Dakin Matthews, a crisply compassionate Provost, and John Cullum, harried but sage as the courtly judge Escalus (costumed by Clancy as Holbein’s Sir Thomas More), employ a classic Shakespearean style, while the bawd, Mistress Overdone (Tonya Pinkins), and her barman-assistant, Pompey (Carson Elrod), come off as pure 18th-century figures, straight out of Fielding or Fanny Hill. Reg Rogers, sporting one of Groucho Marx’s leftover mustaches, renders the clownish aristocrat Lucio as something from a 1920s vaudeville sketch captured on Vitaphone, and Lucas Caleb Rooney, as the unregenerate prisoner Barnardine, suggests a Saturday Night Live spoof on Oz. Even John Gromada’s incidental score, which draws the bulk of its inspiration from Renaissance church music, slides into something like heavy metal for the tavern and street scenes, then up again into the ecclesiastical. When the Duke visits Angelo’s jilted fiancée, Mariana (Annie Parisse), the song she listens to isn’t the one specified in Shakespeare’s text, “Take, o take those lips away,” but Gromada’s setting of a psalm text from the King James Bible.

The jarring mixture of periods and styles often proves effective: Measure for Measure seems to have been born to jar. Much about it was equivocal even for Shakespeare’s audience, like its setting: Vienna, a city that to the Elizabethan mind was both Italian and not Italian (and that has subsequently served as a center for equivocation from the time of Metternich to that of The Third Man). Officially, there were no nuns in Protestant England, where Catholicism was outlawed, so that the concept of a novice nun compelled to have sex under duress was less shockingly brutal than erotically titillating—but that was the official outlook. In reality, a lot of the population was still secretly or latently Catholic, a group that may have included Shakespeare himself.

From our vantage point, the Duke’s view of sex seems rather prim and neocon: Angelo’s repressive measures are unjustly cruel, particularly where Claudio is concerned, but some repression was called for, since loose sexual behavior had gotten too widespread and excessive. It’s one of the many reasons that make scholars, and directors, view the Duke as a dubious character. Yet historically, the struggle to maintain order in the newly urbanized London of Shakespeare’s time was more akin to Gold Rush San Francisco or New York of the Tenderloin era than to one of today’s organized cities.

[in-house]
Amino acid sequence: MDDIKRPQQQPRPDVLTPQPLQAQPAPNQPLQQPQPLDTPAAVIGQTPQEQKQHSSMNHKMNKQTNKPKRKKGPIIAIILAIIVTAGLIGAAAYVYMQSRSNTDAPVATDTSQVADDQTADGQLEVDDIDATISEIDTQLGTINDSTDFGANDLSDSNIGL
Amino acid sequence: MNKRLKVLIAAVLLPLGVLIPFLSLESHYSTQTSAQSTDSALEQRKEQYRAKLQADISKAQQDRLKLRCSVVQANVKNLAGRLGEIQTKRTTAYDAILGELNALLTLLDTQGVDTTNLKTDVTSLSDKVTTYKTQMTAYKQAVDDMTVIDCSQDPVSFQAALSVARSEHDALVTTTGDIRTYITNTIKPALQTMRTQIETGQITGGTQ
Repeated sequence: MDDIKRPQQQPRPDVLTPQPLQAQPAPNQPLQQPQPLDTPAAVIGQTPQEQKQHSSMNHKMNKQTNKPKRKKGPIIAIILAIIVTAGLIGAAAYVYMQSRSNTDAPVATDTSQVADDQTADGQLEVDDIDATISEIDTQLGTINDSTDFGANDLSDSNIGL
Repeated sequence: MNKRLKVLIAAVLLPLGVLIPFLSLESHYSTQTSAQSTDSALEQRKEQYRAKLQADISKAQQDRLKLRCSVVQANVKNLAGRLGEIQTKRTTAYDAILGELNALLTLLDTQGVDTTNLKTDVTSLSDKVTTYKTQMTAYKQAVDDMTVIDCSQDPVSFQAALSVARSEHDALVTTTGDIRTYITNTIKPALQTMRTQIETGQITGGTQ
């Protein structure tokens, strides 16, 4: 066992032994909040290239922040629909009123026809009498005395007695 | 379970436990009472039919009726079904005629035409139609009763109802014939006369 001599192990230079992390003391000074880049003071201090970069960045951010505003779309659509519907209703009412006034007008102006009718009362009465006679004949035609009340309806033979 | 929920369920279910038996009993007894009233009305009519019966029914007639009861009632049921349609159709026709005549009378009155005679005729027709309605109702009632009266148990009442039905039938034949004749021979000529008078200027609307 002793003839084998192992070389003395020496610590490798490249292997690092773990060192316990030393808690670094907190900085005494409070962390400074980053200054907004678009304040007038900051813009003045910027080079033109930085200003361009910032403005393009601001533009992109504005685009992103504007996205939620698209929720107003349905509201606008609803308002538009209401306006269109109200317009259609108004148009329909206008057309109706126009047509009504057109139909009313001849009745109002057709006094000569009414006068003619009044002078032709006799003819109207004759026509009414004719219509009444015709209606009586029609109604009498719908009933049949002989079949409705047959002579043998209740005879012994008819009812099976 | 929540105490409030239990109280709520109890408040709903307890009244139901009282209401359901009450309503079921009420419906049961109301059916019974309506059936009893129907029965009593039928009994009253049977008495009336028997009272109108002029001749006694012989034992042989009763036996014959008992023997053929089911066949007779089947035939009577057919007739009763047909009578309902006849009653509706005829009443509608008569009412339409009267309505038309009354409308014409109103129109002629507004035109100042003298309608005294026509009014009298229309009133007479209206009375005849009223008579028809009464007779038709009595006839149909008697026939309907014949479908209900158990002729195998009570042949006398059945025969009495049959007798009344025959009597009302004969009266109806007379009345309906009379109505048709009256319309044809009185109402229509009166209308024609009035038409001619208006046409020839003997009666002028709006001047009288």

Esbjornson solves our dilemma by making the Duke, like Claudio, youthfully callow. Pisoni, charmingly uncertain, is a boyish Duke who hasn’t fully learned yet how to assert his power. It explains why he, like his older “cousin” Angelo, would be attracted to Gurira’s intense, strong-willed forthrightness: The tension between the two acting styles supplies the erotic stimulus, putting the Duke’s ornate trickery into perspective as a counterweight to Angelo’s outright brutality—measure for measure. Not all of Esbjornson’s notions work so well. Rogers’s hammy artificiality, here as in All’s Well, proves more of a hindrance to sense than a stimulus to humor; so does Esbjornson’s treatment of the Duke’s disguise as a mere sight gag (the same one, involving spectacles, used last month at the climax of David Ives’s The School for Lies). There have been productions in which the play’s contentious components seemed more cohesive. But the evening catches the work’s force, its gutsiness, and the morally indigestible provocations that keep it constantly fresh. Among Shakespeare’s works, it’s everybody’s favorite nightmare.